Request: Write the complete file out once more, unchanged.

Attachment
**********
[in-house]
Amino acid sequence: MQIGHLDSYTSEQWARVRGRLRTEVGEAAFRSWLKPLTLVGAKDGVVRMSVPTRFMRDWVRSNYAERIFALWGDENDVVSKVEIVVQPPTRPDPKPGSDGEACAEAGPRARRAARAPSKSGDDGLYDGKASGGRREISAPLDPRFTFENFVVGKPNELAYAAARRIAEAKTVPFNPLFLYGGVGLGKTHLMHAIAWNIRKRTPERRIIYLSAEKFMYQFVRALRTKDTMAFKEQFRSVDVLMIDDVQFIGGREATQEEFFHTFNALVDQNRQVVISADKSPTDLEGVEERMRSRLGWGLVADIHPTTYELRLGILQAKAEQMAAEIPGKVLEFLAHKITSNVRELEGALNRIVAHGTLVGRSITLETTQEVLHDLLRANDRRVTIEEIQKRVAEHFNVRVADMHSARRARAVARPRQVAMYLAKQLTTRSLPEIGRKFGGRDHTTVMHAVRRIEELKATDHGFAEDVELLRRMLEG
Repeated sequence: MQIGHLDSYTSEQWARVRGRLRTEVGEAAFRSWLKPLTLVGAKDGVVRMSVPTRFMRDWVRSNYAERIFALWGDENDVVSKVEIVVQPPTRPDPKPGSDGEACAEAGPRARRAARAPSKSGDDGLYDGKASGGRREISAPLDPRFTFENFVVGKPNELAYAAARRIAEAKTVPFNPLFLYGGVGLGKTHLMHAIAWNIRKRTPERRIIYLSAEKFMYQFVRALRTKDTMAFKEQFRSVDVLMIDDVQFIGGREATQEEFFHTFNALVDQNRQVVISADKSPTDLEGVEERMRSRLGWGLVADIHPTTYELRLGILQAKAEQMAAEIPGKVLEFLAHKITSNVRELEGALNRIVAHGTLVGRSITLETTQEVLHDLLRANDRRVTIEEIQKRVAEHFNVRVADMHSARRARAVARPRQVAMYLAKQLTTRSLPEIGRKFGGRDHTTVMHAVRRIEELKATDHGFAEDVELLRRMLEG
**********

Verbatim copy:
[in-house]
Amino acid sequence: MQIGHLDSYTSEQWARVRGRLRTEVGEAAFRSWLKPLTLVGAKDGVVRMSVPTRFMRDWVRSNYAERIFALWGDENDVVSKVEIVVQPPTRPDPKPGSDGEACAEAGPRARRAARAPSKSGDDGLYDGKASGGRREISAPLDPRFTFENFVVGKPNELAYAAARRIAEAKTVPFNPLFLYGGVGLGKTHLMHAIAWNIRKRTPERRIIYLSAEKFMYQFVRALRTKDTMAFKEQFRSVDVLMIDDVQFIGGREATQEEFFHTFNALVDQNRQVVISADKSPTDLEGVEERMRSRLGWGLVADIHPTTYELRLGILQAKAEQMAAEIPGKVLEFLAHKITSNVRELEGALNRIVAHGTLVGRSITLETTQEVLHDLLRANDRRVTIEEIQKRVAEHFNVRVADMHSARRARAVARPRQVAMYLAKQLTTRSLPEIGRKFGGRDHTTVMHAVRRIEELKATDHGFAEDVELLRRMLEG
Repeated sequence: MQIGHLDSYTSEQWARVRGRLRTEVGEAAFRSWLKPLTLVGAKDGVVRMSVPTRFMRDWVRSNYAERIFALWGDENDVVSKVEIVVQPPTRPDPKPGSDGEACAEAGPRARRAARAPSKSGDDGLYDGKASGGRREISAPLDPRFTFENFVVGKPNELAYAAARRIAEAKTVPFNPLFLYGGVGLGKTHLMHAIAWNIRKRTPERRIIYLSAEKFMYQFVRALRTKDTMAFKEQFRSVDVLMIDDVQFIGGREATQEEFFHTFNALVDQNRQVVISADKSPTDLEGVEERMRSRLGWGLVADIHPTTYELRLGILQAKAEQMAAEIPGKVLEFLAHKITSNVRELEGALNRIVAHGTLVGRSITLETTQEVLHDLLRANDRRVTIEEIQKRVAEHFNVRVADMHSARRARAVARPRQVAMYLAKQLTTRSLPEIGRKFGGRDHTTVMHAVRRIEELKATDHGFAEDVELLRRMLEG